From the Spectator comes a translation of the statement from ISIS claiming responsibility for the ‘blessed attack’ on Paris, a statement that promises more to come. Its revolting mix of religious and sexual hysteria (the rock concert attacked by the terrorists was apparently “a profligate prostitution party”…attended by “hundreds of apostates”) makes for profoundly depressing reading.
“Youths who divorced the world and went to their enemy seeking to be killed in the cause of Allah, in support of His religion and His Prophet (Allah’s peace and blessings be upon him) and his charges, and to put the nose of His enemies in the ground.”
Nothing to do with Islam, of course.
The Spectator reprints an updated version of an article on that awkward topic by Douglas Murray. It should be read in its entirety, but its conclusion reads as follows:
We have spent 15 years pretending things about Islam, a complex religion with competing interpretations. It is true that most Muslims live their lives peacefully. But a sizeable portion (around 15 per cent and more in most surveys) follow a far more radical version. The remainder are sitting on a religion which is, in many of its current forms, a deeply unstable component. That has always been a problem for reformist Muslims. But the results of ongoing mass immigration to the West at the same time as a worldwide return to Islamic literalism means that this is now a problem for all of us. To stand even a chance of dealing with it, we are going to have to wake up to it and acknowledge it for what it is.
And it is a return to a literalism that, like most religious fundamentalism, is shaped, however much its believers might deny that fact, by the times in which it finds itself. Writing in the Daily Telegraph, Fraser Nelson argues that some of the more grotesque features of ISIS’ barbarism are a consequence of the way that such cruelty can be used, via social media and the Internet, to recruit new followers, something that says much more about human nature than we, let alone our politicians, are prepared to address. Burning people alive is a selling point, think about that.
I don’t agree with everything that Mr. Nelson has to say (I get the sense, perhaps unfairly, that he may be trying to take some of the edge of Islam’s past), but what he has to say about Sarajevo today is, to say the least, striking:
The veil has conquered Sarajevo, for example, a city that could easily have come into the West’s orbit after the collapse of communist Yugoslavia. Not so long ago, there was scarcely a veil to be seen in the whole city. A friend of mine, who was a foreign correspondent during the Bosnian war, came to know a young sniper in Sarajevo and stayed in touch with him. But soon after, he refused to meet her, saying he could not be seen with an unmarried non-Muslim.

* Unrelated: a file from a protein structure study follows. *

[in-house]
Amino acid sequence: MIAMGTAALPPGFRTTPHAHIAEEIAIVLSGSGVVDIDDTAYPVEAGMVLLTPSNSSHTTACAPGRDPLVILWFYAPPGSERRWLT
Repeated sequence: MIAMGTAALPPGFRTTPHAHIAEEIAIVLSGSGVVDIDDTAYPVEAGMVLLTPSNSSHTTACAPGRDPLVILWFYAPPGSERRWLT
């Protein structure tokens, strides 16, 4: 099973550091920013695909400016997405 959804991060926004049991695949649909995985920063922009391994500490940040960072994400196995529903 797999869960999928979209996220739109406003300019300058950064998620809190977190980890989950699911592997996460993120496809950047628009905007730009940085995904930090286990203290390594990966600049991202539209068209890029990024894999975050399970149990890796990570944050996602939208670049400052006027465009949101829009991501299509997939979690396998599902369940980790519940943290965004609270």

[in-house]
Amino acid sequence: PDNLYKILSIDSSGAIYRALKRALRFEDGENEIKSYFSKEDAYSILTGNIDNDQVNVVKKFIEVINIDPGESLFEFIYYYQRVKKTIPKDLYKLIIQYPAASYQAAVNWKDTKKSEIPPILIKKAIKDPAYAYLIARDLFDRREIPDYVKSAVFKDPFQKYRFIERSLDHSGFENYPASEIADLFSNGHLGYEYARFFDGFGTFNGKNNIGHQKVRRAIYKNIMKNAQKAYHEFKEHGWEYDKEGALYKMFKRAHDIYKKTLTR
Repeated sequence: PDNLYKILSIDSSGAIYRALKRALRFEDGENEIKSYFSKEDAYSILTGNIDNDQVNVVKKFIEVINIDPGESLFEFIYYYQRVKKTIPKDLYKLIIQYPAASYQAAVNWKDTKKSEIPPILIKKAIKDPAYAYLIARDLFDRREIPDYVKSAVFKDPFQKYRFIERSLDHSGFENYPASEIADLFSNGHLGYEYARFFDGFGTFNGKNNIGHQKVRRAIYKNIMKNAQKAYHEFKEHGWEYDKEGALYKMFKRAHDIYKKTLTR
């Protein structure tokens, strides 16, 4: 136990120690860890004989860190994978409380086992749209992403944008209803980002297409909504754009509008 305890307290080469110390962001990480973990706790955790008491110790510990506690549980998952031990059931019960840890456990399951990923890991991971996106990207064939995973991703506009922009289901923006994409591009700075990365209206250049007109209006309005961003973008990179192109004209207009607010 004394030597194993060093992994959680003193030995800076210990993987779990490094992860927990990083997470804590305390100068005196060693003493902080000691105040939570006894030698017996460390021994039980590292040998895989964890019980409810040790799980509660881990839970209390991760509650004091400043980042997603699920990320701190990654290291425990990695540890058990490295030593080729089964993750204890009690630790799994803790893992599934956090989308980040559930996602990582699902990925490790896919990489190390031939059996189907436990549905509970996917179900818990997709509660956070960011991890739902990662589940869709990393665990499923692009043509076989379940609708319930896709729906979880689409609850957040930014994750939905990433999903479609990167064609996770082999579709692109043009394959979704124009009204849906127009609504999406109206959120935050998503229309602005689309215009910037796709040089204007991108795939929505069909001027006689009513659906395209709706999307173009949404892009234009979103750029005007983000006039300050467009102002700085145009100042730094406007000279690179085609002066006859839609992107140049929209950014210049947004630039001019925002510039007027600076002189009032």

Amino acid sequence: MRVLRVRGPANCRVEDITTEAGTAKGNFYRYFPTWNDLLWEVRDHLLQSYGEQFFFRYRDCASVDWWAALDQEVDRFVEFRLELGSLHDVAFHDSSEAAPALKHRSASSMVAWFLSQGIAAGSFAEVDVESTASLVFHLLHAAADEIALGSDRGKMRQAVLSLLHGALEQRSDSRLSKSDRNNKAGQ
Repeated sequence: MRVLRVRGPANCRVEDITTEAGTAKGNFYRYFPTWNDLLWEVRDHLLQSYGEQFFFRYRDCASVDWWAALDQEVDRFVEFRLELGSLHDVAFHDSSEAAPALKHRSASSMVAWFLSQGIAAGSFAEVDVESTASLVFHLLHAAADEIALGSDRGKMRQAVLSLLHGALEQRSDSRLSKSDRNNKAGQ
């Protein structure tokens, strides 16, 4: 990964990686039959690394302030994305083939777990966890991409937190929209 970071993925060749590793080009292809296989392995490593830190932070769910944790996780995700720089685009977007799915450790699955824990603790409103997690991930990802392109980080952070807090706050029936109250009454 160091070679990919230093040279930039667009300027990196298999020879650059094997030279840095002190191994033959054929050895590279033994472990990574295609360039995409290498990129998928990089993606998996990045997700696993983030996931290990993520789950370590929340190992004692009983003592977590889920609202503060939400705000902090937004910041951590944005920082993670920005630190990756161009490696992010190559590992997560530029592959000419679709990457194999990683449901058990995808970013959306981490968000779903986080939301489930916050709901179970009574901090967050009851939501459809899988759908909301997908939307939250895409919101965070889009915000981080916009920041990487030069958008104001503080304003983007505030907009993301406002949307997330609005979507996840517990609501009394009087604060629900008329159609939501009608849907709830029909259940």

In the space of a few years, veils had gone from being unseen in Sarajevo to being commonplace – yet it’s hard to call this “backward” when, for so many Bosnians, this is the way forward. When strategists in Britain and America were congratulating themselves on the “end of history”, their counterparts in Saudi Arabia were funding the construction of mosques, and even paying people who worshipped there. This strategy was a remarkable success, and a visit to Sarajevo now will confound those who imagined that the end of Communist rule would see such countries make their way to try to adapt to our way of life.
Ah yes, the Saudis. Our friends.
It suits us to imagine that history is going our way, and to dismiss the bad guys as an anachronism that is just too evil to survive – and will, therefore, soon be gone. Such a lazy, complacent view of the world allows us to cut back on defence spending in the happy expectation of having fewer problems to solve. But as the Saudis knew in Bosnia, history goes in the direction that people make it go.
And I’m afraid that in the course of his undeniably well-intentioned remarks yesterday Obama included a classic example of such intellectual complacency:
“This is an attack not just on Paris. It’s an attack not just on the people of France. But this is an attack on all of humanity and the universal values we share…”.
Those are the words of a man unwilling to admit (or maybe even to accept) that the world is not as he would like it to be, and, indeed, that humanity is not as he would like it to be. He is a man scrambling for a safe space that does not exist.
Meanwhile in the Financial Times, François Heisbourg writes:
The French will have to sharply ramp up their “too little, too late” efforts at bolstering their security services. The DGSI, the French intelligence agency that is the functional equivalent of Britain’s MI5, was set up less than two years ago and, despite substantial new funding, its financial and human resources are clearly insufficient.
The scale and the complexity of the November 13 attacks, with their multiple targets and modi operandi, speak of a threat level that is rising faster than the state’s ability to cope with it. To make matters worse, survivors have told how they were confronted by French-speaking terrorists rather than outsiders unfamiliar with the areas they were targeting.
There is no quick fix to this threat, but acknowledging its true nature would be a start.